The Solar Electric Power Association (SEPA) Utility Solar Conference (USC) was held last month in Portland, Ore. This was convenient for our Kirkland, Wash., software team, so we sent four people down to join Tom Hoff from our Napa, Calif., office at the event. It was also refreshing to see Pacific Northwest ututility-solar-conference-logo-150ilities well represented by Puget Sound Energy, Snohomish County PUD, Seattle City Light and Portland General Electric (PGE being the “host” utility, of course).

As its name suggests, the USC is very much a utility-oriented conference and even has a day of sessions that is for ‘utilities only’. With attendance in the hundreds, the USC is collegial and purposeful rather than overwhelming. The value of the conference to utilities is well-evidenced by the fact that several utilities send ten or more folks each year.

Clean Power Research participated in sessions on solar forecasting and the inaugural PowerClerk® Users’ Group. Some takeaways from the conference include:

  • Value of Solar™ discussions are focused on consistency and transparency. Utilities are considering the impact and value of solar energy generation—both distributed and central station—in their service territories. This is becoming a familiar topic in the industry. Many utilities I’ve spoken with say they are looking to understand the components of cost and value in a quantitative way that is consistent with how they analyze the return on investment of other aspects of their operations (e.g., traditional generation, T&D, customer servicing costs, etc.), and that considers legislative or regulatory mandates (e.g., renewable portfolio standards) as part of the calculus.

For utilities or other interested industry groups that want to consider the Value of Solar (VoS) from this quantitative perspective and include other aspects of cost and value, our approach combines consulting and software in a modular and transparent way through our DGValuator™ software tool.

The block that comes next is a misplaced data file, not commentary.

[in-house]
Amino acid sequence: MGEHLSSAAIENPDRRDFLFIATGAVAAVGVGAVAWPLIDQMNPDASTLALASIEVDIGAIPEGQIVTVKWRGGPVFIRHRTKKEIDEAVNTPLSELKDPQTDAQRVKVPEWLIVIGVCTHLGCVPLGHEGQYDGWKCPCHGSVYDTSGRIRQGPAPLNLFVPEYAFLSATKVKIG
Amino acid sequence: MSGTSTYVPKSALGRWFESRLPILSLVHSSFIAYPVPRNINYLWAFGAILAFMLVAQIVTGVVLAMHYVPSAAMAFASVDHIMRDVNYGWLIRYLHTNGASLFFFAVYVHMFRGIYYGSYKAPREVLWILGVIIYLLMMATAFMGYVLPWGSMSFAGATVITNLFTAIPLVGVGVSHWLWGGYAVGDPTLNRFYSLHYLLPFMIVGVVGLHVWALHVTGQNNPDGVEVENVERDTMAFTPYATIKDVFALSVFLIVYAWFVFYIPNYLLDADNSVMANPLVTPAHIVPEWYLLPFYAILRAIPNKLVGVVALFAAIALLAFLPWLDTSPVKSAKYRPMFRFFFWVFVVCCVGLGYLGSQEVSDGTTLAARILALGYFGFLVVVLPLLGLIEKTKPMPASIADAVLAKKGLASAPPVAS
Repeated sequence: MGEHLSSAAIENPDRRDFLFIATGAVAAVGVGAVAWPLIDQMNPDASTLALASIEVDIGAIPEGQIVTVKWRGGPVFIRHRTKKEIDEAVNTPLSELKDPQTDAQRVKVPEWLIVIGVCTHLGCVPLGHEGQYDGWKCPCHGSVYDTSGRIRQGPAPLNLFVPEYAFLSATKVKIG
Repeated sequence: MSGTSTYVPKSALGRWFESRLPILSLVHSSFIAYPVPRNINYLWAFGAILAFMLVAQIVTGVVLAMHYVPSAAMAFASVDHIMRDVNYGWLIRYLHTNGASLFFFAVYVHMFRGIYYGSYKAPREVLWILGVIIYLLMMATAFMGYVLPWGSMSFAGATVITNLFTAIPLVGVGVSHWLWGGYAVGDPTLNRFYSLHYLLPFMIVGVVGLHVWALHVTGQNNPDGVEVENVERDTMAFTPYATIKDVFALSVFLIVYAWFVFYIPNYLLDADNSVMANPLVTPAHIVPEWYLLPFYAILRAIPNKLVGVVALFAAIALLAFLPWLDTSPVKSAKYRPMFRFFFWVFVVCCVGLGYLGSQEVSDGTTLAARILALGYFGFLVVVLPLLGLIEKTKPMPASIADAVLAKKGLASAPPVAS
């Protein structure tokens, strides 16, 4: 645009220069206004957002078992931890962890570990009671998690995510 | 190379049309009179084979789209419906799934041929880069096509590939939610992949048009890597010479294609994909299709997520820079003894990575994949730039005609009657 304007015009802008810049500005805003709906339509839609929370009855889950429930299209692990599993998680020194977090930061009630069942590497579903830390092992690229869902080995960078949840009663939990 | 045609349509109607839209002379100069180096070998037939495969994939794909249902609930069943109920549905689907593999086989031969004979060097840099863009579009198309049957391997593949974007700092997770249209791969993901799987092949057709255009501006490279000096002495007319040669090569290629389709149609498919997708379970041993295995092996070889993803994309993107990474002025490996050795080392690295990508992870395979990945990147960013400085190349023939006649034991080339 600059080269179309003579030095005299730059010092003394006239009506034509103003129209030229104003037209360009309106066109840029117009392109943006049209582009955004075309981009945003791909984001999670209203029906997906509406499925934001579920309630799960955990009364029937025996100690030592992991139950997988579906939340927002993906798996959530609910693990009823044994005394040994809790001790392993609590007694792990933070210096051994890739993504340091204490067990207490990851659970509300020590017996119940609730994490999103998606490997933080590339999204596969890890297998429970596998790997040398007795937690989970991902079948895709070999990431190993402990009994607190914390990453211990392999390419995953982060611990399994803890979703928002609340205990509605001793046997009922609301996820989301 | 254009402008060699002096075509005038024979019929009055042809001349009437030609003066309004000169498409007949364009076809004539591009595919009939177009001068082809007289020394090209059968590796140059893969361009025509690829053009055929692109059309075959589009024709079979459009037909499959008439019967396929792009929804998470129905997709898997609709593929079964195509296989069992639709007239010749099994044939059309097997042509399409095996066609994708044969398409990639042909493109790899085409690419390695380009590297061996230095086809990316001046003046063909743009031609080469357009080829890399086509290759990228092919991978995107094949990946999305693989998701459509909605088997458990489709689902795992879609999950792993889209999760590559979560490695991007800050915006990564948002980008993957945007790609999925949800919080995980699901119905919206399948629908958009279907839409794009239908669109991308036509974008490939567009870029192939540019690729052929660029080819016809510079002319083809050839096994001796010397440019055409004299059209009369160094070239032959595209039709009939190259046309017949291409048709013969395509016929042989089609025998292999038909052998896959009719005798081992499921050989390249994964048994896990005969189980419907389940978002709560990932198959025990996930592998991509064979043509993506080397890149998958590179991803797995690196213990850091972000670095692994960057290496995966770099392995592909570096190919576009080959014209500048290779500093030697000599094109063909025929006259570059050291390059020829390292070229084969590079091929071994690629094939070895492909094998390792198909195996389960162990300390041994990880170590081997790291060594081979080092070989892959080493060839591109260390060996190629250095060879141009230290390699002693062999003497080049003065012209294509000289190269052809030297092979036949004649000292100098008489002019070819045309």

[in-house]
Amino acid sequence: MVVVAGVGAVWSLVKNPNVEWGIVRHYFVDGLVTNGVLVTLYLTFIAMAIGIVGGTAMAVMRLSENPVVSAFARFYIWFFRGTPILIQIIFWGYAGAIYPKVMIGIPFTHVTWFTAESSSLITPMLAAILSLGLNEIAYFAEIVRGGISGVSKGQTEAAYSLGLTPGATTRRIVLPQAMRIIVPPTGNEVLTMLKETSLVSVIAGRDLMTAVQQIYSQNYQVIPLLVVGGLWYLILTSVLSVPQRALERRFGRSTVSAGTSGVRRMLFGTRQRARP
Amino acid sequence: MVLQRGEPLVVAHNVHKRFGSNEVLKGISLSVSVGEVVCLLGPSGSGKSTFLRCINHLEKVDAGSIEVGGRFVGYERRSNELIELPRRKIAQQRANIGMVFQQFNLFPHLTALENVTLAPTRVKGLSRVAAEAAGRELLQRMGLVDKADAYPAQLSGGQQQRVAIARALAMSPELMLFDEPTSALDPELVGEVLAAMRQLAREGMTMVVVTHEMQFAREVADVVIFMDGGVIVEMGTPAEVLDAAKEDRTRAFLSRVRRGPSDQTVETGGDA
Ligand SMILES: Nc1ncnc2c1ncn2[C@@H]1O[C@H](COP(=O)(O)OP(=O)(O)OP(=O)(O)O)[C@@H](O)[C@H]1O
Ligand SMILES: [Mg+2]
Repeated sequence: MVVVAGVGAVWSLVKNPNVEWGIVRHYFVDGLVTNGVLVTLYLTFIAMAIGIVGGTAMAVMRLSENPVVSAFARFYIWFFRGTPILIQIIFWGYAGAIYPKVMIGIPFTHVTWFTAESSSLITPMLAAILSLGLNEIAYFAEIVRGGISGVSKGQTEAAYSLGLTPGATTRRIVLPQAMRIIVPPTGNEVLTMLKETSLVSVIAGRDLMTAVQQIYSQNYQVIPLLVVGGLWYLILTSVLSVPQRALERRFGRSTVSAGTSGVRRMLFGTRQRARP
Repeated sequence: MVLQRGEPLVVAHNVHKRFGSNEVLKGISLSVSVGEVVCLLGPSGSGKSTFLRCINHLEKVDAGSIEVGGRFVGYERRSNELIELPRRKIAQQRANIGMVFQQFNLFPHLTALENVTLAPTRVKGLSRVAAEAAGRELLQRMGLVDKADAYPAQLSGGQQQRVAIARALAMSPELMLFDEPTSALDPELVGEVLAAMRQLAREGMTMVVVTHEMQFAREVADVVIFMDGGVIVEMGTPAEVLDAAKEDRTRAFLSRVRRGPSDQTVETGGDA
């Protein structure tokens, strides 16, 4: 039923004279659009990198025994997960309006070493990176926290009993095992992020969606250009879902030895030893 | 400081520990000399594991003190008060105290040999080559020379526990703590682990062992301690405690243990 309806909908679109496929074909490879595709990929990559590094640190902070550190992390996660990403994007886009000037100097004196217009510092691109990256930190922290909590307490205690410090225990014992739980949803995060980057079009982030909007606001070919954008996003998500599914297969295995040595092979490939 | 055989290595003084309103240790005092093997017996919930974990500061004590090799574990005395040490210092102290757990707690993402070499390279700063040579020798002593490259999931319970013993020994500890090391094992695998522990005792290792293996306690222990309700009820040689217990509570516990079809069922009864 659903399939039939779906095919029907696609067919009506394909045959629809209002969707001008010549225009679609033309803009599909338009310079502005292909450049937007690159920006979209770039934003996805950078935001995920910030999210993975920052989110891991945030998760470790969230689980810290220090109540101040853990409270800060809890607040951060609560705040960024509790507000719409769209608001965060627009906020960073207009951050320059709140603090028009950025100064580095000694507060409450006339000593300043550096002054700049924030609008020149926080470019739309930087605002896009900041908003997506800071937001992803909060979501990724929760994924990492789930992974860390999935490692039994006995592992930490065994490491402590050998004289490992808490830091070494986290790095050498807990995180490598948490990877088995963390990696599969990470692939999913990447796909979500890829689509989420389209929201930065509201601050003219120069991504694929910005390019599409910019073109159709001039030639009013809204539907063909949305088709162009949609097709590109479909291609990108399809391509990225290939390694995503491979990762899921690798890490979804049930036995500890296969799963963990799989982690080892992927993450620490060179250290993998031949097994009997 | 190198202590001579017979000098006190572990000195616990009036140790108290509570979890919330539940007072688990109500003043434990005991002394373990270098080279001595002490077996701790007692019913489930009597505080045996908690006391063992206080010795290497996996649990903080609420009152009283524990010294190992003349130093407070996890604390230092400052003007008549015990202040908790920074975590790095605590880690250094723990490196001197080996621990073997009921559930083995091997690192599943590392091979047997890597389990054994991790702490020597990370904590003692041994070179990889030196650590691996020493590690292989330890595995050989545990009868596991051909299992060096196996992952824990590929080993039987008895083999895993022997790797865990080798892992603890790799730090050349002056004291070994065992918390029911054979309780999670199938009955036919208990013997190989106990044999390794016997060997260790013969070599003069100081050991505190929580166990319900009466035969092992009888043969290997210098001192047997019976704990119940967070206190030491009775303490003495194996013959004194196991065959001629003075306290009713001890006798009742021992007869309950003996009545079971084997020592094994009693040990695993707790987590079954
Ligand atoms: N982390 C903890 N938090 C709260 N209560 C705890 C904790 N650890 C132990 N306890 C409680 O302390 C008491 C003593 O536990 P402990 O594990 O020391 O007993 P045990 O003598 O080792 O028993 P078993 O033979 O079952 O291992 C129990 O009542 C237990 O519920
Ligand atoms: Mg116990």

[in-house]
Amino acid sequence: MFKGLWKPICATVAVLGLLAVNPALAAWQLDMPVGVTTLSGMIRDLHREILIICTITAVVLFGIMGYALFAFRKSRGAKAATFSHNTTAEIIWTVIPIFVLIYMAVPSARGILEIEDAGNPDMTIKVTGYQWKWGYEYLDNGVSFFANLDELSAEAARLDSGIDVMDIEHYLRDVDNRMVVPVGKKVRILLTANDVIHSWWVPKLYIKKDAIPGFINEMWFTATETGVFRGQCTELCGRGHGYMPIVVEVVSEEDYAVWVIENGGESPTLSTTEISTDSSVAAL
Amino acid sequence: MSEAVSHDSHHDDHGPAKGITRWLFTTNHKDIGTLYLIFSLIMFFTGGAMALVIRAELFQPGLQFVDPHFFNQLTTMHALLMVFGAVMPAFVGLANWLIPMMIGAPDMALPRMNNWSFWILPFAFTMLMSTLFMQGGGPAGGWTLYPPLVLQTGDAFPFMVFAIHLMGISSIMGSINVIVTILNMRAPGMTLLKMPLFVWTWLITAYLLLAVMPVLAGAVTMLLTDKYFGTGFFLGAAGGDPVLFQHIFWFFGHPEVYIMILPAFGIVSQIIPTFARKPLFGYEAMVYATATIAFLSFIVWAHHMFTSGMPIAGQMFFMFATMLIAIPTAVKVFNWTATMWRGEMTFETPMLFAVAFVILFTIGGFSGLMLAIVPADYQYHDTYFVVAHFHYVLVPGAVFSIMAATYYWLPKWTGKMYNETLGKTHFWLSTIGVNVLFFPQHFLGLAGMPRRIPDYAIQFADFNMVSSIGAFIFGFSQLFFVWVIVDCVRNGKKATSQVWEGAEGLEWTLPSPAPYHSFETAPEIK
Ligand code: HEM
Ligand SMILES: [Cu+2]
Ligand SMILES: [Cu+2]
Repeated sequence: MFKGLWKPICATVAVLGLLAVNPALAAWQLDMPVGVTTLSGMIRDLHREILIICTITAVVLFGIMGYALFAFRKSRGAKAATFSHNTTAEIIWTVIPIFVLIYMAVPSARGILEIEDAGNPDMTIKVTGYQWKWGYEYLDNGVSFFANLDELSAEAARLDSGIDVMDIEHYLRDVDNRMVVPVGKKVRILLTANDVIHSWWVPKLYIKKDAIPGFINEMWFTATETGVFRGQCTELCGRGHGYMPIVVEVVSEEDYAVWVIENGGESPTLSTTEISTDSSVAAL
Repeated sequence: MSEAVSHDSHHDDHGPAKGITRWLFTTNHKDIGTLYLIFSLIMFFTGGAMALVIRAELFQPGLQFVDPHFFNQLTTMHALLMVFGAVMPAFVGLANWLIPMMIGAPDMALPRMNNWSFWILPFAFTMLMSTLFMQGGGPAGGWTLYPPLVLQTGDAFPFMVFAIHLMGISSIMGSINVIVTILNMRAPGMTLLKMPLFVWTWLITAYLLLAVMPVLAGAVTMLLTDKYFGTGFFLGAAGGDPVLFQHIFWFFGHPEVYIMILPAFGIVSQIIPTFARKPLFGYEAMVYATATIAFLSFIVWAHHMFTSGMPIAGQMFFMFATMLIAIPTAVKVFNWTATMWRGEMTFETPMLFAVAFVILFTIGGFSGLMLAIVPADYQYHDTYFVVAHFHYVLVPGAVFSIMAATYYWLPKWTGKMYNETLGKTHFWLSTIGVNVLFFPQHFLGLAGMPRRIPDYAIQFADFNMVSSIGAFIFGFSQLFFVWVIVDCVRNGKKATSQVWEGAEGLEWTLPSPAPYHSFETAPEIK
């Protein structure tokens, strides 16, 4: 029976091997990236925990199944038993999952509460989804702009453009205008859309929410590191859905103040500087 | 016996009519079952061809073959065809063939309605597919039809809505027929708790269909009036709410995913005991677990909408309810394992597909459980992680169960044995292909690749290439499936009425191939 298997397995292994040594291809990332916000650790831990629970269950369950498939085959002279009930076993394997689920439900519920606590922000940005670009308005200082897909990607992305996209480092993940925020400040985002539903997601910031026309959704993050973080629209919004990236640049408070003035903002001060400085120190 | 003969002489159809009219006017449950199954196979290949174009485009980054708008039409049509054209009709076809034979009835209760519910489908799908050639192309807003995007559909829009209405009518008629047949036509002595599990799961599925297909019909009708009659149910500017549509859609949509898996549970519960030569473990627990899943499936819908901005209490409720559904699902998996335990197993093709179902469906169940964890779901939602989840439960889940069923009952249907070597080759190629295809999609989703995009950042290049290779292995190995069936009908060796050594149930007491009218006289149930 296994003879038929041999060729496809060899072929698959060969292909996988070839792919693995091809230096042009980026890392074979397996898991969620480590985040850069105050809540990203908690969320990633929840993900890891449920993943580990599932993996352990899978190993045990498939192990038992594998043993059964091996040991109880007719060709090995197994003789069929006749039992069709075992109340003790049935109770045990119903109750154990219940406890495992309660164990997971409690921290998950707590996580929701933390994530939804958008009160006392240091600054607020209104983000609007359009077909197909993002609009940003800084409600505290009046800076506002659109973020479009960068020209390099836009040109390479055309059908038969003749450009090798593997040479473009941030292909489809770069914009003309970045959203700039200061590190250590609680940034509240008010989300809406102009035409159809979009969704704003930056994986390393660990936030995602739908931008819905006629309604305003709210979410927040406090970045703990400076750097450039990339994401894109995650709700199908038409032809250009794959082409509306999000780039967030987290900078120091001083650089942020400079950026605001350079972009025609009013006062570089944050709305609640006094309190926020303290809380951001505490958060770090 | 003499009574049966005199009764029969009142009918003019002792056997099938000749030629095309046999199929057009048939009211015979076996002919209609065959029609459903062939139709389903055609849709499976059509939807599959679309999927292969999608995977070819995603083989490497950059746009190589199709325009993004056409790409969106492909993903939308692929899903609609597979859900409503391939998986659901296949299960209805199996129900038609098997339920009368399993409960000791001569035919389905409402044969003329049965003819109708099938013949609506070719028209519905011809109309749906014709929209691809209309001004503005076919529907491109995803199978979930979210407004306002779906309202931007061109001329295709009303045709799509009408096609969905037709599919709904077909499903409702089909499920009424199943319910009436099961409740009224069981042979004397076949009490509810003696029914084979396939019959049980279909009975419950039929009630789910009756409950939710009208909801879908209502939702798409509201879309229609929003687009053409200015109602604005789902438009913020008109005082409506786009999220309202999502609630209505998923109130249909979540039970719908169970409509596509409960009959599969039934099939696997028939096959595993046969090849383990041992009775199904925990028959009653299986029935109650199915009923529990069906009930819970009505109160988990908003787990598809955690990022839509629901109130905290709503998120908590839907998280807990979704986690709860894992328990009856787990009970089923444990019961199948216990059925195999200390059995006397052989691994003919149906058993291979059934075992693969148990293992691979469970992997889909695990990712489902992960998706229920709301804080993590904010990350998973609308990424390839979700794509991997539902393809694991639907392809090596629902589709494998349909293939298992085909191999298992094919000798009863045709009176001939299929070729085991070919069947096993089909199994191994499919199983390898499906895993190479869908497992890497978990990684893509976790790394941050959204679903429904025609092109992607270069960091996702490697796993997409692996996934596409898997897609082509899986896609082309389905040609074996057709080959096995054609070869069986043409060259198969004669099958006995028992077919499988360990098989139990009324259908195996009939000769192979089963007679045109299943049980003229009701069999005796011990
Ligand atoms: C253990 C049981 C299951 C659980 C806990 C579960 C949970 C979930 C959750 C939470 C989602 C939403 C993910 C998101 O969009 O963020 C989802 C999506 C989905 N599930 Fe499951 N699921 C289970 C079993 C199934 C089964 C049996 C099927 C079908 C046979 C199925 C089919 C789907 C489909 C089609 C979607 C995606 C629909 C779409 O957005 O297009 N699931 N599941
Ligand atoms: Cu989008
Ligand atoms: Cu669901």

• Utilities are investigating methods of integrating distributed solar onto the grid. While VoS gets at the issues around long-term value and impact of solar, utilities are not shying away from the more immediate challenges of solar integration. High levels of distributed and central station PV have implications on their traditional operations, including interactions with independent system operators (ISOs) and/or balancing area authorities. Thus, especially in higher penetration PV environments like California and Hawaii, there is much interest in analytical approaches that can accurately and efficiently model solar for planning purposes and to forecast output.

The solar forecasting session at the USC that Clean Power Research was involved in proved to be a lively discussion, with several approaches being reviewed. This included SolarAnywhere® FleetView, our fleet management and forecasting package that is being evaluated under a California Solar Initiative (CSI) contract for the California Independent System Operator (CAISO).

  • Administrators of new solar incentive programs are reaping the benefits of early program successes. While incentive programs are winding down in some of the early PV markets (e.g., CSI in California), other markets, such as the southern U.S., are heating up. The utilities from those regions are asking intelligent questions and learning from the efforts of their utility colleagues around the country.

Incentives today may be lower than the early days of programs in places like California or New Jersey, but there are a lot of best practices to be shared. These range from a fundamental level (e.g., FiT vs. up front incentive), to the nuances of actually administering a program. We were pleased to hear PowerClerk mentioned in many of these discussions; after seven years in the market, PowerClerk is a repository of many of the best practices around incentive programs.

SEPA does a great job making sure that all utility participants—regardless of size or where they stand with solar in their service territories—have an opportunity for frank discussions that are unfettered by the presence of commercial interests. That said, SEPA also welcomes the participation of solution providers who sponsor collaboration sessions, meals and other events through the conference. We were pleased to see several CPR customers on the list of solution providers.

Of course, the CPR team was not omnipresent at the USC and so the topics mentioned above are undoubtedly only a few of the interesting subjects discussed during the conference. What is clear is that SEPA has made the USC a “go-to” event for thoughtful discussion…and the interesting topics seem to change every year. We look forward to the USC in Newport Beach next year.